Matthaus: Reus should join Bayern Munich

The Bundesliga champions have riled their rivals with their public pursuit of the 25-year-old but the World Cup-winner feels the Germany international should move


Lothar Matthaus is hoping that Marco Reus becomes the latest Borussia Dortmund star to end up at Bayern Munich, arguing that it would be the best outcome for both the player and German football.

Relations between the two Bundelsiga sides have become increasingly strained in recent seasons, with Mario Gotze and Robert Lewandowski both having left Signal Iduna Park for the Allianz Arena over the past 18 months.

Dortmund have now been enraged by Bayern’s public pursuit of Reus, whose contract, which expires in 2017, allegedly contains a buy-out clause that will drop to €25 million next year.

But Matthaus feels his former club’s interest in the 25-year-old attacker is wholly understandable given the advancing years of some of their star players, and admitted that he would like to see the Germany international move to Bavaria.

“The important thing is he stays in the Bundesliga,” the 59-year-old told reporters at a media event hosted by Sky. “It would be a pity if he left for Spain or England.

“Uli Hoeness once said that it was Bayern’s duty to buy every German national team player. That’s why I was amazed by the sale of Toni Kroos [to Real Madrid] to buy Xabi Alonso, who is nine years older. For the future, Kroos might have been the better choice.

“Bayern Munich has to think about the future and they’re doing that: Philipp Lahm, Bastian Schweinsteiger, Franck Ribery, Arjen Robben – all of their performance levels will drop a little bit in the next two or three years, so stability can get lost.

“I am therefore convinced that Bayern has to look for younger players to fill the voids these players will leave someday.

“If I was in charge at Bayern I would think about [signing Reus]. With Reus this is not about economic reasons; this is about the chance to win titles.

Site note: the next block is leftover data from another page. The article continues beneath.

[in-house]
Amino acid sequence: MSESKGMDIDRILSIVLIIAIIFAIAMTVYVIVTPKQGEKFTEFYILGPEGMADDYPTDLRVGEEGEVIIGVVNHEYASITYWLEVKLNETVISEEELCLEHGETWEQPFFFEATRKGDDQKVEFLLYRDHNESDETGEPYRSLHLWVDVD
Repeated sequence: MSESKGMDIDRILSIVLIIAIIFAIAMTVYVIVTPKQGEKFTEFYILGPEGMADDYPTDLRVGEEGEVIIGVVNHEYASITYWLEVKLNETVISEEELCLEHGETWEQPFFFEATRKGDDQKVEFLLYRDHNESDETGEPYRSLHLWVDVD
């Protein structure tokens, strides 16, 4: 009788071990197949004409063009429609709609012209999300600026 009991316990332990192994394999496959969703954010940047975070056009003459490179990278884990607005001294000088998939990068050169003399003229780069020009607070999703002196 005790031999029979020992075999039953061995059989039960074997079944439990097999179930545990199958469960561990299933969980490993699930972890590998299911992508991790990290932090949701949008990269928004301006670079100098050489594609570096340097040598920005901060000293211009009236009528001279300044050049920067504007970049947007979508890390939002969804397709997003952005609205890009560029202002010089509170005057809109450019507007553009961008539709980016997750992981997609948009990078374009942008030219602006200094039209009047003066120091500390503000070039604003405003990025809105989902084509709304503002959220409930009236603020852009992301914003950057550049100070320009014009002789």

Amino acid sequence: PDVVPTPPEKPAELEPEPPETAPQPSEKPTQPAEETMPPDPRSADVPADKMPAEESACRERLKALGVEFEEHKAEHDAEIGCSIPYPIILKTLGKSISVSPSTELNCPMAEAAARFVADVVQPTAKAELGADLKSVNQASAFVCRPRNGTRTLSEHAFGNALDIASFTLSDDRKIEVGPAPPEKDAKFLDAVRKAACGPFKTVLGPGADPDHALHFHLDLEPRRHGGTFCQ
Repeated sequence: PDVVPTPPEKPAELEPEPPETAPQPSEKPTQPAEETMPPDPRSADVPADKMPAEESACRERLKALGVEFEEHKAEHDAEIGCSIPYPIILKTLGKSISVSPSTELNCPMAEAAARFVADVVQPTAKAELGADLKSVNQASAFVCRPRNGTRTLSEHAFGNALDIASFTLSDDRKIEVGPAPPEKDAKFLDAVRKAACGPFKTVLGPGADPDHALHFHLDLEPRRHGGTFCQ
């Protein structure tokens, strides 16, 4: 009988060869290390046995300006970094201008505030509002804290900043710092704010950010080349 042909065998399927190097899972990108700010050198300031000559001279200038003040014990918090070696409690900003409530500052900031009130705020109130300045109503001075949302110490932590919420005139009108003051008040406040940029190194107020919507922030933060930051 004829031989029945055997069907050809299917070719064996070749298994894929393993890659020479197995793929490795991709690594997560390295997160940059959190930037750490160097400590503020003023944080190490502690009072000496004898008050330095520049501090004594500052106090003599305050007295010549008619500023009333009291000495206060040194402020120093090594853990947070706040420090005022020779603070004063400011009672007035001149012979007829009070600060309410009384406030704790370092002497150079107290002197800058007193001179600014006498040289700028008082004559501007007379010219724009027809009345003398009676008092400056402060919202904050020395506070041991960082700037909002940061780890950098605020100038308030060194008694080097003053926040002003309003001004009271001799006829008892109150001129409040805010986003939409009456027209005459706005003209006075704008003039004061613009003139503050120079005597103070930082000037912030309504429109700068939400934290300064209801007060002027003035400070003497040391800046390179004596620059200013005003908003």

“Maybe success in Dortmund is more emotional. But, at the end of the day, nobody is ever asked which title was more emotional.”

While reigning Bundesliga champions Bayern are riding high at the top of the table once again, Dortmund are rock bottom after a dismal start to the season.

The loss of last season’s top scorer, Lewandowski, has hit BVB particularly hard, with summer signings Ciro Immobile and Adrian Ramos having thus far failed to prove adequate replacements for the prolific Pole.

It has also been claimed that Dortmund are suffering from something of a World Cup hangover but Matthaus feels that their poor form is more down to their poor dealings in the transfer market and an ensuing lack of confidence.

“Ciro Immobile and Adrian Ramos can’t replace Robert Lewandowksi; that’s clear,” the former Germany captain stated.

“Dortmund invested a lot of money. They’re saying, ‘The new players are good; they only need time.’ But you don’t have time in football.

“I was a fan of Dortmund’s style in recent years, but now you can barely compare it. The confidence is missing; the joy. But it will come back.

“Nobody in Dortmund wants sympathy. Borussia has gotten into an avalanche which they thought they could stop any week.

“But the players could not stop it. I am convinced they will win some points soon.

“The World Cup can’t be the problem. Of course it was exhausting and the holidays were shorter. But the player’s success should have been a huge motivation for them.

“I experienced it myself, in 1990. My best year was the one after the World Cup – despite the short holidays.

“It was like coming into the stadium as a gladiator to destroy the opponents. That’s why I think the World Cup is only an easy explanation.

“Dortmund did not expect a situation like this. Neither the bosses or the players. Now they are confronted with something there were not prepared for. That’s why they are craving the winter break.”

Indeed, Matthaus is in no doubt that Jurgen Klopp’s men can turn their season around in the new year.

“They can use the winter break to work on things, mentally, and then get out of the relegation zone,” he added.

“A place in the top nine is possible; a spot in Europa League, too.

“Except for Bayern, no team [in the Bundesliga] is stable. If they have a good spring, European football is a realistic target.”

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